Another attempt to introduce a helmet law defeated

In 2010, a politician in Northen Ireland attempted to introduce a bicycle helmet law, after being lobbied by Headway. Headway presented a one-sided view, ignoring that helmets increases the risk of accidents.  This politician claimed in parliament that helmet laws introduced in other countries have been a success, even though the evidence indicates the opposite.

The debate was quite fierce, with emotional arguments from helmet fanatics being rebutted by rational arguments considering the consequences of imposing a helmet law.

Helmet fanatics assumed that  helmets are the solution to cycling safety, without considering the associated increase the risk of accident. They are unaware that helmets are useless in major accidents, assuming that everything labelled a “helmet” must provide decent protection. Such ignorance fuels support for helmet laws.

The politician supporting this bill does not even ride a bike.  How convenient to enact a law that only affect others!  He knows what’s better for others despite having no practical experience.

The Cyclists Touring Club campaigned strongly against the proposed law, including launching a petition against it.  Australia was quoted as an example of what NOT to do.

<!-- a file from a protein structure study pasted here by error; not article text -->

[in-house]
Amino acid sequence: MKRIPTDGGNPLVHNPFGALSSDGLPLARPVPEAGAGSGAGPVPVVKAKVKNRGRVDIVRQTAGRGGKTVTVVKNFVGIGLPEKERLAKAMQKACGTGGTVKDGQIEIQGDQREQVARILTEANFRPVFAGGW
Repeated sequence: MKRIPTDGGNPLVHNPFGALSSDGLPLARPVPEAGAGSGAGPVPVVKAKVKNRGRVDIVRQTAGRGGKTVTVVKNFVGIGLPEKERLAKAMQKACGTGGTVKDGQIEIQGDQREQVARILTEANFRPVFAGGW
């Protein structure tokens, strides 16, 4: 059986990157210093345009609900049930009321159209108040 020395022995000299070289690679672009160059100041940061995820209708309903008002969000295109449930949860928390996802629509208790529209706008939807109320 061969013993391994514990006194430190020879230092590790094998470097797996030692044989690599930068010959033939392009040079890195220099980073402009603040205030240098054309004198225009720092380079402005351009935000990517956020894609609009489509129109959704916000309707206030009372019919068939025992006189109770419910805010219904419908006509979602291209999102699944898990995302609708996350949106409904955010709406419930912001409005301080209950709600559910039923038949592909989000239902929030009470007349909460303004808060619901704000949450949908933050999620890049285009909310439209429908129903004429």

A campaign has been set up to fight the proposal.  They have gathered much relevant information.

In the end, the main political parties woke up to the negative side-effects of this proposal and the law was not enacted.

It was close though.  Never underestimate the power of the emotional arguments put forward by misguided but well intentioned helmet fanatics. They appear sincere and well-meaning. Their emotional arguments appeal to the uninformed, particularly the non-cyclists. The negative consequences of imposing helmets are ignored.

This is one of many attempts to introduce bicycle helmet laws.  These attempts usually fizzle out once more informed opinions are brought to the limelight.  As more people realise that the negative side-effects outweigh the potential benefits, support for the proposed law dwindles.

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